End of Life / Care of the Dying
End of life is simply a synonym to the word death. It refers to the point of life whereby all the vital organs of the human body cease to function. There is an assumption that organs such as the lung, brain and heart cease to function more or less at the same to cause end of life. This is the definition of end of life before invention of life support machine.
Technological advances led to invention of a life support a machine which makes it very difficult to determine whether a patient has died or not. For instance, it is possible to restart the lung and heart of accident victim using cardiopulmonary resuscitation technologies and treatments. In the past end of life could be pronounced in case the brain of a patient ceases to function but that is not the case in the contemporary society. Currently there is a life supporting machine situated in the intensive care units which keeps a patient with a dead brain alive provided that his or her lung and heart are still functional. Due to these technological advancements a clear line has been drawn between life and death. Medical practitioners find it challenging to declare a given patient dead without risking legal interventions (Jonsen, Siegler & Winslade, 2015).
In the year 1981, UDDA was enacted to define end of life. With respect to this act, end of life to an individual occurs in case his or brain ceases to function permanently. The act was based on the fact that it is impossible for an individual with a non-functional brain to continue working. Brain cells are very complicated and delicate; they need supply of oxygen to function properly. However, when damaged they are irreparable. Medical practitioners can declare end of life of a patient in case there is neither flow of blood to the brain nor electrical activity.
What are some of the ethical issues faced by physicians when administering care to patients who are terminally or seriously? What are the pros and cons of these ethical issues?
Symptoms in End of Life Patients
Depression, pain and difficulty in breathing are the commonly known symptoms experienced by patients who near end life. Out of four patients near end of life, there is one suffering from depression. Approximately 75 percent of patients near end of life exhibit difficulty in breathing while the remaining percentage experience substantial pain.
There are two methods which are used to manage these symptoms in end of life patients. They include drug treatment and non-drug treatment.
Treatment of End of Life Symptom using drugs
This is the common symptoms management method used in most health care centers. Health care professional normally use this method because it is scientifically proven and provide desired results within the shortest time possible. However, studies have also proven that most of the drugs used in symptoms treatment negatively affect the patients. Some of the side effects of such drugs include; unconsciousness, delirium, nausea, vomiting, drowsiness and diarrhea. Patients and their family members have to make decision on whether to adopt drug treatment or not bearing in mind that it increases the chance of prolonging patient’s life (Grace, 2013).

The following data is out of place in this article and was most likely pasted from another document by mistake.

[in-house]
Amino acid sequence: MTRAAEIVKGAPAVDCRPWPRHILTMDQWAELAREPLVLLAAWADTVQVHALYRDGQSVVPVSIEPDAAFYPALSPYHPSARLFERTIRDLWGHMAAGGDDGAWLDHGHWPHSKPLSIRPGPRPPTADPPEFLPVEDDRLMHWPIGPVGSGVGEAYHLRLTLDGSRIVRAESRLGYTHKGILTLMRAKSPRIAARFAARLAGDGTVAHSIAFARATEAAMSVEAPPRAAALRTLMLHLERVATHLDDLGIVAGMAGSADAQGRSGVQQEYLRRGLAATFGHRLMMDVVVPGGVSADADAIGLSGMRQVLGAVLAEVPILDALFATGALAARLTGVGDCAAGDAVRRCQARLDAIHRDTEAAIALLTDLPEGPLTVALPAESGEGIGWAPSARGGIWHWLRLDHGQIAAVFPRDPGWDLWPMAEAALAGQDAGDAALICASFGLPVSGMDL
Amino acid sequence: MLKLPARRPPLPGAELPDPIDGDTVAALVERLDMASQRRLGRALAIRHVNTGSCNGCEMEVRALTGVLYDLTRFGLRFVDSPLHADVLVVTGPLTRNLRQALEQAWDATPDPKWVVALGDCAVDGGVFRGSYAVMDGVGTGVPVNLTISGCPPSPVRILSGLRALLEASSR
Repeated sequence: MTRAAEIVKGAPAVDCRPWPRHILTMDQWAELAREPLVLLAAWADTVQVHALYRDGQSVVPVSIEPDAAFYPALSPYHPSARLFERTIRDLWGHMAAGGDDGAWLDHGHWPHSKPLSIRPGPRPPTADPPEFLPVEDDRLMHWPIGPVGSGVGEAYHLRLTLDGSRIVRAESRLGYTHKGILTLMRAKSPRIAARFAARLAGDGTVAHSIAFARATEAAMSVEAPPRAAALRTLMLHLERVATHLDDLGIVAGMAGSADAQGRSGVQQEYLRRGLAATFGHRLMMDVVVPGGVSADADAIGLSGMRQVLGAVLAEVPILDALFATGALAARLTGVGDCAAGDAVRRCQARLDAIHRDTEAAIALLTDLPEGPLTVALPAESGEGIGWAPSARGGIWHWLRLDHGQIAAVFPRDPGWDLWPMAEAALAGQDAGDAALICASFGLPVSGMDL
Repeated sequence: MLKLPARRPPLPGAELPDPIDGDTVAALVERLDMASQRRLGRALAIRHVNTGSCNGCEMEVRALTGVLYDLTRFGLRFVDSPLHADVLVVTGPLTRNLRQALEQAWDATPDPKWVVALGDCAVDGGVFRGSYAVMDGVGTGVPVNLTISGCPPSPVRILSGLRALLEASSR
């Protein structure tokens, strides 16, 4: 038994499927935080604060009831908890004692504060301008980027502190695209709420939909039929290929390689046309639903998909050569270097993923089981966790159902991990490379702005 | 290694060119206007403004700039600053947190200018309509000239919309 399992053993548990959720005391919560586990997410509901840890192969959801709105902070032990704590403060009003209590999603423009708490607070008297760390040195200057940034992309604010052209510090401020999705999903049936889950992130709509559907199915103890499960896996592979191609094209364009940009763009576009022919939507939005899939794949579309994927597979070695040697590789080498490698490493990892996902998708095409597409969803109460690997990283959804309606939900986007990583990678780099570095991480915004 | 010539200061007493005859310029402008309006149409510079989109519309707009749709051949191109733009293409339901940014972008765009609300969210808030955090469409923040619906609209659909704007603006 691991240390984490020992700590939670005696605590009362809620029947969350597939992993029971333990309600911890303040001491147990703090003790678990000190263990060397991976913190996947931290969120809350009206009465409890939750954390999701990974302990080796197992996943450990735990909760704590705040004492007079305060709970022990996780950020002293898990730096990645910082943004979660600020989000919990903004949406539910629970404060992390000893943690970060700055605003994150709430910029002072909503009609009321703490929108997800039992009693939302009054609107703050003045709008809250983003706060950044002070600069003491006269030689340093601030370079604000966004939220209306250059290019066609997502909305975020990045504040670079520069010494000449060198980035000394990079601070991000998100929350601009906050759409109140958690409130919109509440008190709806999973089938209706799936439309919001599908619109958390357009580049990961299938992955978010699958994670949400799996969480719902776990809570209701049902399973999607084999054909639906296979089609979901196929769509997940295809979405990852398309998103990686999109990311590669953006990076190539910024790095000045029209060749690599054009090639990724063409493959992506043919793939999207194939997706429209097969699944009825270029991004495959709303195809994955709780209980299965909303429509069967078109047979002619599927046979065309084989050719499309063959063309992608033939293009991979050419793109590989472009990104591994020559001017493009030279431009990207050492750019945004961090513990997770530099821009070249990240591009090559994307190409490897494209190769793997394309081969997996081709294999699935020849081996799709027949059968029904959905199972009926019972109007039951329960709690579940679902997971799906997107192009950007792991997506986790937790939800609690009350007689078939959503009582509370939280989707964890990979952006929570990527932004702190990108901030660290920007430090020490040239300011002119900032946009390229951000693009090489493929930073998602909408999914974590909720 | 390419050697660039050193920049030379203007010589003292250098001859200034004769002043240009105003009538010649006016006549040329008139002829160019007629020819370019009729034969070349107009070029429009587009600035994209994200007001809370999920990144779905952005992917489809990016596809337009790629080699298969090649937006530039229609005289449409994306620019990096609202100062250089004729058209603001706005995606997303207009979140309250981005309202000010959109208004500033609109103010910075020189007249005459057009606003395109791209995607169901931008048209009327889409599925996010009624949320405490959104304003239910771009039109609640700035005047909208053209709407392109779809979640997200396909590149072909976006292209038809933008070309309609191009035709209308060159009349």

Marijuana is a drug that is normally recommended for patients nearing end of life because of its commendable qualities. It does not only relieve patients from pain but also improve their appetite and reduce nausea. Consumption or possession of this drug is prohibited by several countries across the world. This is due to its side effects when abused. Marijuana is highly addictive and put the risks of end of life patients to addiction in case they recover from their illness and experienced prolonged life (Jonsen, Siegler & Winslade, 2015).
Treatment of Symptoms without drugs
Aromatherapy, massage therapy and hypnosis are some of the non-drug treatments to symptoms in End of life patients. It is the responsibility of the patients or their family members to decide whether non-drug treatment can be used in symptoms management. However, in the contemporary society, this type of symptoms management is used as complementary to the first method. Professionals normally recommend it in case the patient is not responding positively to recommended drug treatment (Grace, 2013).
Analysis of Ethical Common End of life Concepts and Problems
Two common approaches of end of life are palliative and hospice care. In this paper, clear view of these forms of care to end life has been provided. They have functional differences as outlined below.